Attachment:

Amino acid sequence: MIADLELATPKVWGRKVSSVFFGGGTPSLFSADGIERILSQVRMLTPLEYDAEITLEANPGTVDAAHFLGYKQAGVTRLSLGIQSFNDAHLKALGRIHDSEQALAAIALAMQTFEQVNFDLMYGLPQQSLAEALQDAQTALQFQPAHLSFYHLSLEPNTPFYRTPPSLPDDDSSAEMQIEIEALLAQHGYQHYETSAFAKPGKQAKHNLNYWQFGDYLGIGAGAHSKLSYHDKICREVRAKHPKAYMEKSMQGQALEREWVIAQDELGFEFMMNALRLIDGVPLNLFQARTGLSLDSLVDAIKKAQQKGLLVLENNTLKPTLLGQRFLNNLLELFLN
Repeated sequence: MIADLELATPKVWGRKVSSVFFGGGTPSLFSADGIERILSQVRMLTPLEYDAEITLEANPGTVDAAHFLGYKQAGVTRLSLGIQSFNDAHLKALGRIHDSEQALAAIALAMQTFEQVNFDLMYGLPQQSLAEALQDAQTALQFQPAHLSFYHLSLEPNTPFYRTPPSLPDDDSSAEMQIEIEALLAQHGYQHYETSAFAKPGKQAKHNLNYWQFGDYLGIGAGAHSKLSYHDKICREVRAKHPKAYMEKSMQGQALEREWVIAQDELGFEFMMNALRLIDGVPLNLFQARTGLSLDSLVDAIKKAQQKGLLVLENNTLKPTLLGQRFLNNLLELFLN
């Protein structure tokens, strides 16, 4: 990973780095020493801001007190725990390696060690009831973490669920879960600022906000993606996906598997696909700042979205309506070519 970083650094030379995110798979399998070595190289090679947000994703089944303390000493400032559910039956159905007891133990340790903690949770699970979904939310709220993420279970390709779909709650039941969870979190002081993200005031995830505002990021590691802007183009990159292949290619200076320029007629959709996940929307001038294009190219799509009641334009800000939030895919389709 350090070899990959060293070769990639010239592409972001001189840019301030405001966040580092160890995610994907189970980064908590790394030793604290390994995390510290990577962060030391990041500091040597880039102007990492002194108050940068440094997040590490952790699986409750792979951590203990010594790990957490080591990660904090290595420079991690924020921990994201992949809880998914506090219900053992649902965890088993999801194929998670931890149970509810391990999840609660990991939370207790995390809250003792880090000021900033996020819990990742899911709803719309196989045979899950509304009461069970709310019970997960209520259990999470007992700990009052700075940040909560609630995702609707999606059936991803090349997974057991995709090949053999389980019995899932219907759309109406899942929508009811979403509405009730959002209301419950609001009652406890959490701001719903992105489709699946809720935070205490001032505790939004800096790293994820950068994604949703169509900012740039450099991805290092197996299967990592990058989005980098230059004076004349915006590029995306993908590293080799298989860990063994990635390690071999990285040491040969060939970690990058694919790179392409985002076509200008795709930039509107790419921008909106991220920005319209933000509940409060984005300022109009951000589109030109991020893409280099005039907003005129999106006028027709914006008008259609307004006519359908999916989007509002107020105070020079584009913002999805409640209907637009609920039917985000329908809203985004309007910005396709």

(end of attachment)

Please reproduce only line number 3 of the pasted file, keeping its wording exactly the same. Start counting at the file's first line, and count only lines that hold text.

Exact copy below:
């Protein structure tokens, strides 16, 4: 990973780095020493801001007190725990390696060690009831973490669920879960600022906000993606996906598997696909700042979205309506070519 970083650094030379995110798979399998070595190289090679947000994703089944303390000493400032559910039956159905007891133990340790903690949770699970979904939310709220993420279970390709779909709650039941969870979190002081993200005031995830505002990021590691802007183009990159292949290619200076320029007629959709996940929307001038294009190219799509009641334009800000939030895919389709 350090070899990959060293070769990639010239592409972001001189840019301030405001966040580092160890995610994907189970980064908590790394030793604290390994995390510290990577962060030391990041500091040597880039102007990492002194108050940068440094997040590490952790699986409750792979951590203990010594790990957490080591990660904090290595420079991690924020921990994201992949809880998914506090219900053992649902965890088993999801194929998670931890149970509810391990999840609660990991939370207790995390809250003792880090000021900033996020819990990742899911709803719309196989045979899950509304009461069970709310019970997960209520259990999470007992700990009052700075940040909560609630995702609707999606059936991803090349997974057991995709090949053999389980019995899932219907759309109406899942929508009811979403509405009730959002209301419950609001009652406890959490701001719903992105489709699946809720935070205490001032505790939004800096790293994820950068994604949703169509900012740039450099991805290092197996299967990592990058989005980098230059004076004349915006590029995306993908590293080799298989860990063994990635390690071999990285040491040969060939970690990058694919790179392409985002076509200008795709930039509107790419921008909106991220920005319209933000509940409060984005300022109009951000589109030109991020893409280099005039907003005129999106006028027709914006008008259609307004006519359908999916989007509002107020105070020079584009913002999805409640209907637009609920039917985000329908809203985004309007910005396709």